“Getting Religion: Faith, Culture and Politics from the Age of Eisenhower to the Era of Obama” by Kenneth L. Woodward. Convergent (New York, 2016). 447 pp. $30.
In the introduction to “Getting Religion,” Kenneth L. Woodward states two goals for writing it: to “provide an account of American religion, culture and politics over the past 50 years by someone who was fortunate enough to be in the right place at the right time to witness events and people in ways that others never could or did; and to challenge some competing narratives through my personal reflections on what happened and why.”
That he far surpasses those goals is just one reason why this book is essential reading.
In the first two chapters, Woodward blends autobiography with a description of how he saw the United States during the 1940s and ’50s. Of the latter decade he writes, “religion was embedded in the national culture as well as in the landscape — though, like minerals in the soil, particular religious traditions were deposited at different depths and levels of concentration.”
Although the Second Vatican Council and some of its effects, and the “birth control encyclical,” “Humanae Vitae,” fill volumes of reporting and commentary, Catholic readers should appreciate Woodward’s take on these critical moments in Catholic history even though they occupy only a fraction of the pages.
The issues, events and personalities he covers go far beyond the Catholic Church. The second part of the book provides an extensive look at what was occurring in the ’60s and early ’70s — the civil rights movement, feminization of theology and entrepreneurial religion — i.e. the evangelists, whom he describes as “performance artists.”
In each of these areas, Woodward shows how those facets of culture grew out of organized religion or seeped into it, depending on the movement, issue or cause.
Segments of interviews done during his Newsweek stint with the Rev. Billy Graham, Hillary Clinton, New York Gov. Mario Cuomo, the Dalai Lama, Elisabeth Kubler-Ross and others add context to the narrative about the respective times in which they were prominent national and world figures.
While “Getting Religion” can be heavy reading due to the subject matter, Woodward adds a smattering of humor throughout. For example, he recalls when Bill Bright, founder of Campus Crusade for Christ, asked him, “Have you accepted Jesus Christ as your personal lord and savior?” Woodward replied, “No, I don’t want a personal lord and savior. I prefer the one everyone else has.”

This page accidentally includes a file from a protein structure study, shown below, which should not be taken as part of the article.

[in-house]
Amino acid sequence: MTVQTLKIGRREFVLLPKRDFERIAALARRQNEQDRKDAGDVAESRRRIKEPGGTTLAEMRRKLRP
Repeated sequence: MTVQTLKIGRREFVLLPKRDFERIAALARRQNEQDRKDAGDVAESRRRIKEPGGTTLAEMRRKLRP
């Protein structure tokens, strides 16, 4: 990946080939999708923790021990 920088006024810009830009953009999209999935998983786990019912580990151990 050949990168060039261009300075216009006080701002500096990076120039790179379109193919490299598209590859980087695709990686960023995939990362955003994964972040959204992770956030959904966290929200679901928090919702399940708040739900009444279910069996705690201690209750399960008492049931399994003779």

Two factual errors detract from the overall quality of this work. One is that the promulgation date for Blessed Paul VI’s encyclical “Populorum Progressio” (“On the Development of Peoples”) is listed as 1961 instead of 1967. Blessed Paul VI was not elected pope until 1963.
Woodward also refers to Jesuit Father Robert Drinan of Massachusetts as “the only Catholic priest ever elected to the U.S. Congress.” Father Gabriel Richard was elected to the U.S. House as a nonvoting member from the Michigan Territory in 1822. Norbertine Father Robert Cornell of Wisconsin was elected to the U.S. House in 1974 and 1976.
Nonetheless, one would be hard pressed to find anyone else who could compile and organize its contents, and write this book as well as Woodward. His 38-year tenure as the religion editor at Newsweek, combined with knowledge of and lifelong practice of his Catholic faith, are all the credentials he needs.
With that combination Woodward provides an engaging story for readers who “were there,” either by participation or merely by living through those times. For those who only know what they read about those decades and the people, events and movements integral to them, they will feel as though they “were there” once they have read “Getting Religion.”
Olszewski has written for and edited diocesan publications for more than 40 years.